Is coffee a drug?”

Lethal Dose (LD50):

Caffeine (main alkaloid in coffee) = 300 mg/kg

Mitragynine (main alkaloid in kratom) = 547.7 mg/kg

In some states today, the market for legal cannabis could be classified as one of Herzeberg’s “white markets”. Hemp (cannabis with less than 0.3% Delta-9 THC) is federally legal, so epileptics can purchase CBD instead of white market, $13,000/yr Epidiolex. In Pennsylvania a “Medical Marijuana” card costs $250 ($200 for a doctor’s prescription, and $50 to the state for an official card). The cheapest price I’ve seen for flower cannabis is $80 for a quarter ounce. Consumers can purchase cannabis in the black market for much less. The act of going legal and the cannabis itself is cost prohibitive for low-income consumers.

Some observers say that kratom is now in a legal “gray area”. Kratom is legal but so unregulated that anything can be sold as kratom.

Creating an illegal “black market” for kratom would obviously be irrational and detrimental to millions of Americans for safety, social, and legal reasons. One way to create a black market for kratom would be to make kratom illegal. Another way would be to create a “white market” for kratom by making laws so restrictive that kratom products become cost prohibitive for anybody but the wealthy.

A sane legal approach would be to make kratom available with rational restrictions to provide for the safety of consumers such as testing and labeling requirements. The FDA regulates coffee as a food, restricts the amount of caffeine allowed in certain products, and requires products containing caffeine to be labelled as such. Since caffeine is nearly twice as toxic as mitragynine, kratom’s main alkaloid, a rational approach would be to apply the same regulatory framework to kratom that’s applied to coffee.

Whether kratom is regarded as a drug, a tea, a food, or an herbal supplement shouldn’t matter to one looking at the issue with a rational perspective, considering the social history of substance prohibition, and of course, following the science.

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5 thoughts on “Is Kratom a Drug?”

  1. I have taken Kratom daily for 8 years. Every year I taper down and take a month to 2 break. I have never had any withdrawal symptoms like those mentioned in reddit forums. Tapering is the key just like prednisone or the like. There is a world of difference between addiction and physical dependence. One is a psychological and environmental issue and the other is a medical condition that can be handled correctly. Dependence is simple your body getting too used to something and it “freaks out” when denied said substance. Tapering is like a slow acclimation. It takes a bit of time but with Kratom it’s easy as can be to accomplish.

  2. Kratom is definitely addictive. Starts out great at the beginning. Then it turns on you making you so much a shell of yourself. No motivation anymore. And I’m not taking large amounts. It sneaks up on you. And it so DIFFICULT to stop. Look at Reddit. r quitting Kratom. See what others are saying. Not to mention the heavy metals found in Kratom. Kratom has good properties. Must be regulated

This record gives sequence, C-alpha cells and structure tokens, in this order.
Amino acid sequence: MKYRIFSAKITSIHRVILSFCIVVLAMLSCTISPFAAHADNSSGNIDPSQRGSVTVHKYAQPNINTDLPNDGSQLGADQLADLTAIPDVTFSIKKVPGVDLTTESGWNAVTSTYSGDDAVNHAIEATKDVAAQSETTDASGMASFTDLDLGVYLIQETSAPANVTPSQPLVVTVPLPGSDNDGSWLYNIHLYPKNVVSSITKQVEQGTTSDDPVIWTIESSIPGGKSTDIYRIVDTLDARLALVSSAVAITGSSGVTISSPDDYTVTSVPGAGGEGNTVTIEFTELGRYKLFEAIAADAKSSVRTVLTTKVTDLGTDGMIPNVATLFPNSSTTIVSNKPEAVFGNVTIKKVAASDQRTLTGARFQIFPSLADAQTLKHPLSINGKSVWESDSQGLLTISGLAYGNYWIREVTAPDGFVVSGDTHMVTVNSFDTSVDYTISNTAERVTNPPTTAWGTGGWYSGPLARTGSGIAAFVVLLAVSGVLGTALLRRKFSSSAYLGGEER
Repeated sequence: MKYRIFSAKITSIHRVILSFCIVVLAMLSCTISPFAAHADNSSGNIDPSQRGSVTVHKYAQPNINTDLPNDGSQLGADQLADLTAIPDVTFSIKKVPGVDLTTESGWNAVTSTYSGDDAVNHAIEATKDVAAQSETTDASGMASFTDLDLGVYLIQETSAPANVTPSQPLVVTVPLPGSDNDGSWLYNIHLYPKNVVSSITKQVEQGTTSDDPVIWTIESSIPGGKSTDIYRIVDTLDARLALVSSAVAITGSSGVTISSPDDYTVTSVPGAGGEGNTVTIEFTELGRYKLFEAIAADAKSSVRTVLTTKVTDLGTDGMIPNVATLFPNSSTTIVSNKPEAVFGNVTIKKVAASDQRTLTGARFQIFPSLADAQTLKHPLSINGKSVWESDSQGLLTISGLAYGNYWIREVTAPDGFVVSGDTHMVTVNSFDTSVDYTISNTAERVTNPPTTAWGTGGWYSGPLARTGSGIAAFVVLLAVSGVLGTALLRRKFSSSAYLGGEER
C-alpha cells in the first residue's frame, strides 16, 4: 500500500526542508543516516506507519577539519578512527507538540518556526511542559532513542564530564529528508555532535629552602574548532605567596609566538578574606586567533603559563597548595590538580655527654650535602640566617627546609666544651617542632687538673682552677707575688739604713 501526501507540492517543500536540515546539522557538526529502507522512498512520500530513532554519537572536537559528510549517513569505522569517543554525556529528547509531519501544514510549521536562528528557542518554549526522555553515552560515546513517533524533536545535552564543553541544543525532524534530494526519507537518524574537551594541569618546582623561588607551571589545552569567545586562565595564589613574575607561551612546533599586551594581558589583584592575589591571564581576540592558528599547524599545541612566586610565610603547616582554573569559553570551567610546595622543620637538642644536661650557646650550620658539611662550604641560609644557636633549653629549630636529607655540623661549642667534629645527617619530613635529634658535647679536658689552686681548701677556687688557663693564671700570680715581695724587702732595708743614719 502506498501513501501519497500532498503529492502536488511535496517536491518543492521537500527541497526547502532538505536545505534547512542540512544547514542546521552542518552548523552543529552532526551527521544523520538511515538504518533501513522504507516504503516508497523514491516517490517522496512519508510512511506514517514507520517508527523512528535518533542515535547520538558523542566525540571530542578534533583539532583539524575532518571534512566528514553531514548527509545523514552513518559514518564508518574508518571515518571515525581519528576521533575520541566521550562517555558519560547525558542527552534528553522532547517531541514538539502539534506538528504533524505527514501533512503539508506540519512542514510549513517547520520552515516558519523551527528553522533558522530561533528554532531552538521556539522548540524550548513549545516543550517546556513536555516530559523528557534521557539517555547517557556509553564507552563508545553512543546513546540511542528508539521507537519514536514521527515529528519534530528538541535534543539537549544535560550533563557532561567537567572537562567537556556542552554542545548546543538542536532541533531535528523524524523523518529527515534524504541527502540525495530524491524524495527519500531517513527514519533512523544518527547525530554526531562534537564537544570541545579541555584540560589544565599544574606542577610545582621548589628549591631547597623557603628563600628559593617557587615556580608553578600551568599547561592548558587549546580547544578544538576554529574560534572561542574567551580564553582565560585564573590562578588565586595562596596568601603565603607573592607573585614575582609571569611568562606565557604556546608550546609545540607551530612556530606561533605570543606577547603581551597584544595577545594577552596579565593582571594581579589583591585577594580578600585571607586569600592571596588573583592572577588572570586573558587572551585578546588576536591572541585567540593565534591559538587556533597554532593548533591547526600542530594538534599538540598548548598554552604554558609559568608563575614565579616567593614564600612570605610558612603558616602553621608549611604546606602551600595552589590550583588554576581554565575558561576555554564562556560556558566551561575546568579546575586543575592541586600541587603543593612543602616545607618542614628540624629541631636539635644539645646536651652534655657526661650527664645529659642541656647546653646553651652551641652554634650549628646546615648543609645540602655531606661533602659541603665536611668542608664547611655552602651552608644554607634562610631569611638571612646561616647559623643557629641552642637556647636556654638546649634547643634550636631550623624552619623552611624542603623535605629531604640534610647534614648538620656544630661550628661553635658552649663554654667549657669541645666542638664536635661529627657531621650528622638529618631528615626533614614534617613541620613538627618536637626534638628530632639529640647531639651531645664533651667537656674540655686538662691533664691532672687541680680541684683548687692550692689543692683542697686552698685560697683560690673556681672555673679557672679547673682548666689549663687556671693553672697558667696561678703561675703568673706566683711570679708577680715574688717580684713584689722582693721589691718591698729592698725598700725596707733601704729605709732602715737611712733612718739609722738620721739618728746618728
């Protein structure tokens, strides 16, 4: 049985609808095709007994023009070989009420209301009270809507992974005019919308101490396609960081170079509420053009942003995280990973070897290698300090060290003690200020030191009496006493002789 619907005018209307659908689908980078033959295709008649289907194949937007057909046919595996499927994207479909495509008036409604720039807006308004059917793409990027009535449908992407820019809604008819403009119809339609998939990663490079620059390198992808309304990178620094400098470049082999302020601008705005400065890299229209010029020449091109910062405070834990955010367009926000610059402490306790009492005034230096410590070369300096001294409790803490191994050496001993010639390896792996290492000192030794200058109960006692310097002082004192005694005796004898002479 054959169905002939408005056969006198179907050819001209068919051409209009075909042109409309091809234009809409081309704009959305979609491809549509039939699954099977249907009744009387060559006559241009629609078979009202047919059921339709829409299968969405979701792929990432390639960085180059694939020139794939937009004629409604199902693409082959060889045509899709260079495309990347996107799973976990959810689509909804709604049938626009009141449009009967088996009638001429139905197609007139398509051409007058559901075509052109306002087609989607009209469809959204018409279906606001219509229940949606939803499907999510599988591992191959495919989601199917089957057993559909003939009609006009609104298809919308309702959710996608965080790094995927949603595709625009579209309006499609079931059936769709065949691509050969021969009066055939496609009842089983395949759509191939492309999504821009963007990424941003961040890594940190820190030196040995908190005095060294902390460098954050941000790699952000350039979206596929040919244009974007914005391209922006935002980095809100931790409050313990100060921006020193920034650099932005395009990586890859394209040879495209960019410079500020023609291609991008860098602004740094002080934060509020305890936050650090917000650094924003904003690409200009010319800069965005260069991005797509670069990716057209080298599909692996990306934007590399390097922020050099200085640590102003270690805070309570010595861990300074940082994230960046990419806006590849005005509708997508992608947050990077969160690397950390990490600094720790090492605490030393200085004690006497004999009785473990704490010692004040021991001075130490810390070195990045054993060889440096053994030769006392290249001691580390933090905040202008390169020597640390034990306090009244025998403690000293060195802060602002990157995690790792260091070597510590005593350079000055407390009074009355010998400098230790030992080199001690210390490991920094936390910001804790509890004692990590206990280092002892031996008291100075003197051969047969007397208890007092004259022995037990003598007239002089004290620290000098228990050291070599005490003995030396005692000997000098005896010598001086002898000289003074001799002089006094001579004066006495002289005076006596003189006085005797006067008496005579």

1. If Kratom Science wants to speak to me. That’s fine. I’m not a child. I’m a successful woman. Thank you. Lori
      You need to hear the truth and what I have been through. I will tell the truth.

      1. Hi Lori. Nobody said you were a child and we’ve done several pieces on kratom addiction, tolerance, and tapering, and talked about it in a few of the interviews and podcasts. Thank you for your comments.

    2. These are the types of comments you see posted from the anti-kratom folks that have never taken kratom and point to the random, anonymous posts of reddit as some type of gospel. I am lead to believe that if you’re saying that kratom “turns on you making you so much a shell of yourself. No motivation anymore” that you have other issues going on in your life beyond simply consuming kratom only. I consume kratom and know hundreds of consumers and this seems to be the far minority of consumers that this is the outcome and the minority that do have issues are suffering from some type of (mental) illness and/ or consuming other drugs or alcohol, not exercising, nor eating a healthy diet or living a healthy lifestyle.

      If you don’t mind, and I am happy to DM too, do you mind saying what other medications are you on or recently stopped? Do you drink alcohol? Are you overweight? Suffer from depression, anxiety or any other type of (mental) illness?

      Kratom isn’t for everyone, and there is a risk of dependence, which is very mild all things considered. There are millions of people that consume kratom safely and are benefitting from it. It may not be the best thing to try and conflate your personal issues to all kratom consumers, and try to restrict safe access to our beneficial plant. Also heavy metals are found in all food. If you buy from a trusted vendor it’s not an issue.